¶26 While a person is not necessarily under arrest just because the officers display their weapons and place the individual in a squad car, those facts can support a determination that an arrest occurred. In this case, the most pertinent facts that lead us to conclude that Carroll was under arrest include:
- Carroll was driving with a suspended license and the police learned of his status shortly after he stopped the car;
- Carroll led Belsha on a high-speed chase that reached speeds of up to sixty miles per hour in a residential zone;
- Carroll pulled into a gas station and stopped his car abruptly;
- Carroll immediately exited the vehicle;
- Belsha pointed his gun at Carroll and “ordered him to drop what was in his hand and get down on the ground”;
- Carroll dropped the object, was handcuffed and remained on the ground while Belsha retrieved the cell phone and asked Carroll for identification, which Carroll could not provide;
- An unknown number of police squads arrived on the scene; and
- Carroll was placed in the back of Belsha’s vehicle, still handcuffed.
We conclude that at this point, a reasonable person in Carroll’s position would have considered himself to be “in custody,” given the degree of restraint under the circumstances. See Swanson, 164 Wis. 2d at 446-47. The facts that one may not generally be arrested for speeding and that there is no evidence Carroll was told he was under arrest do not dissuade us from this conclusion because of the substantial show of force and physical restraint present in this case. See id.(objective test to determine if person has been arrested considers officer’s communications by words and actions).
That the supreme court affirmed on different grounds, without having to find occurrence of an arrest doesn’t mean that the court of appeals’ holding on this point loses precedential impact; hence, the following discussion.
After a high-speed chase, the cop trained a gun on Carroll, handcuffed and frisked him (and apparently—the opinion isn’t explicit on the point—put him in the squad car). Of course it was an “arrest”; what else could it possibly be? Funny you should ask. Turns out that “we have over the years ‘witnessed a multifaceted expansion of Terry . . . For better or for worse, the trend has led to the permitting of the use of handcuffs, the placing of weapons and other measures of force more traditionally associated with arrest than with investigatory detention.’ … ‘Unfortunately, the line between a lawful Terry stop and an unlawful arrest is not bright.’” U.S. v. Vega, 72 F.3d 507, 515 (7th Cir. 1995). “Unfortunately” is one way of putting it. “Conveniently” is another.Search/seizure taxonomy very much matters: obviously, if Carroll’s detention is deemed aTerry stop, then a search-incident rationale isn’t available to justify the seized evidence. The flip side, though, is that in any given case the police may have reasonable suspicion but lack probable cause, so an “arrest” wouldn’t be supportable. And so (“unfortunately” or “conveniently” depending on your perspective), the trend is to make the border between arrest and “temporary” stop wondrously elastic. Flowers v. Fiore, 359 F.3d 24 (1st Cir. 2004) (no arrest despite handcuffing and placing in squad, given that suspect neither “relocated” nor read Miranda rights); U.S. v. Stewart, 388 F3d 1079 (7th Cir. 2004) (“The permissible scope of a Terry stop has expanded in recent years to include the use of handcuffs and temporary detentions in squad cars”); U.S. v. Jacob, 377 F.3d 573 (6th Cir. 2004) (investigatory stop didn’t ripen into arrest despite suspect’s being ordered out of his car, handcuffed, and placed in squad car). You get the drift. In those sorts of cases, the defendant wants the detention to be an arrest and the government doesn’t; Carroll wants his to be a Terry stop. Guess who wins.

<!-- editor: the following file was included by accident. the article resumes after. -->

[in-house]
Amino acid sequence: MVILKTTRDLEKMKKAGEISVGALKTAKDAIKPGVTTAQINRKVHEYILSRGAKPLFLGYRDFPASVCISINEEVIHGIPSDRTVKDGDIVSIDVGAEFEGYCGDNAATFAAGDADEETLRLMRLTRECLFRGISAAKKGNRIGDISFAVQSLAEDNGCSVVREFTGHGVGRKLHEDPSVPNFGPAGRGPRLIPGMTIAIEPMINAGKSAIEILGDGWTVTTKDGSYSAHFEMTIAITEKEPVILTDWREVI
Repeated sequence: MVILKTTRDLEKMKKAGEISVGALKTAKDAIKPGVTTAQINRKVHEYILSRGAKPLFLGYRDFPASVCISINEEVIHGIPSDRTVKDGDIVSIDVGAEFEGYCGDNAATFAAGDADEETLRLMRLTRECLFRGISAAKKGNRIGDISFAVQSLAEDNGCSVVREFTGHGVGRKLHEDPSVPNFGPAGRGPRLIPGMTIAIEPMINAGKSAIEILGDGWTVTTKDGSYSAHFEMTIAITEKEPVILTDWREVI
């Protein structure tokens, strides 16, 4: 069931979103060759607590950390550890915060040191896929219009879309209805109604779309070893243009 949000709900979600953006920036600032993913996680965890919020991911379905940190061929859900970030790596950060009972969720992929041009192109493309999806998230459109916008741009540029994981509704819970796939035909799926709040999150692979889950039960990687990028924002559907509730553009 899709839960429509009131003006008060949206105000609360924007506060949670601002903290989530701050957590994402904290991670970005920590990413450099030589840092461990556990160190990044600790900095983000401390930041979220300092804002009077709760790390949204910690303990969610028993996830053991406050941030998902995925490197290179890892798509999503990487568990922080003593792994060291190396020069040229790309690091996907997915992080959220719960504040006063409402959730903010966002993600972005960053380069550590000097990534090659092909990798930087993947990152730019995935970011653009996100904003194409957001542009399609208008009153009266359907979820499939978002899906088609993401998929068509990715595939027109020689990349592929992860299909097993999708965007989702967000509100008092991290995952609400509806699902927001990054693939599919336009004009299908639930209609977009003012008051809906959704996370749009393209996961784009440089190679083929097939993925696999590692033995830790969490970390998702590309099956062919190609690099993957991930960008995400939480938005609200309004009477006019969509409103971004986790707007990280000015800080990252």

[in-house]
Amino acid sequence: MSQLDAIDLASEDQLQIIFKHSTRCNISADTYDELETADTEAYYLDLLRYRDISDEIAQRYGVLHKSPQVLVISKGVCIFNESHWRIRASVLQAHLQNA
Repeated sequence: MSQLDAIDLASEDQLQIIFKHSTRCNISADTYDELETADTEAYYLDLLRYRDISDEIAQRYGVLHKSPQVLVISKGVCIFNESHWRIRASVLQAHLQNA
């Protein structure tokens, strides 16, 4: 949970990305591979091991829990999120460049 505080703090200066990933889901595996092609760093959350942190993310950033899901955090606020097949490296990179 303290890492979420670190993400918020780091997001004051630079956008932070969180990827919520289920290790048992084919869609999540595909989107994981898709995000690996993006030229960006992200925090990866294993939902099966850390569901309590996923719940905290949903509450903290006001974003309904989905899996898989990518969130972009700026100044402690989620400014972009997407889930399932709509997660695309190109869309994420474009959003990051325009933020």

There’s at least another side to the problem: if the detention is considered tantamount to arrest, then the person under detention is entitled to Miranda warnings. Not relevant to Carroll’s particular situation, but one the practitioner must be sensitive to—the holding in this case can be used in support of a Miranda argument for a similarly detained suspect. See generally, State v. Zan Morgan, 2002 WI App 124, and State v. Gruen, 218 Wis. 2d 581, 594, 582 N.W.2d 728 (Ct. App. 1998). And sensitive as well to the idea that a Terry stop isnot inconsistent with triggering Miranda rights, Morgan (¶16), so that a court’s disinclination to label a given detention tantamount to arrest isn’t determinative. The point is made fairly forcefully by U.S. v. Newton, 369 F.3d 659 (2nd Cir. 2004) (handcuffing of suspect may have been reasonable under 4th amendment but for Miranda purposes established “custody”). For recent discussion of caselaw split on question of when Terry-stop becomes sufficiently coercive to require Miranda warnings, see cert petition in New Mexico v. Snell, 08-196; lower court opinion: here.
How or even whether these doctrinal tensions get resolved remains to be seen, but it’s hard to see how Carroll helps.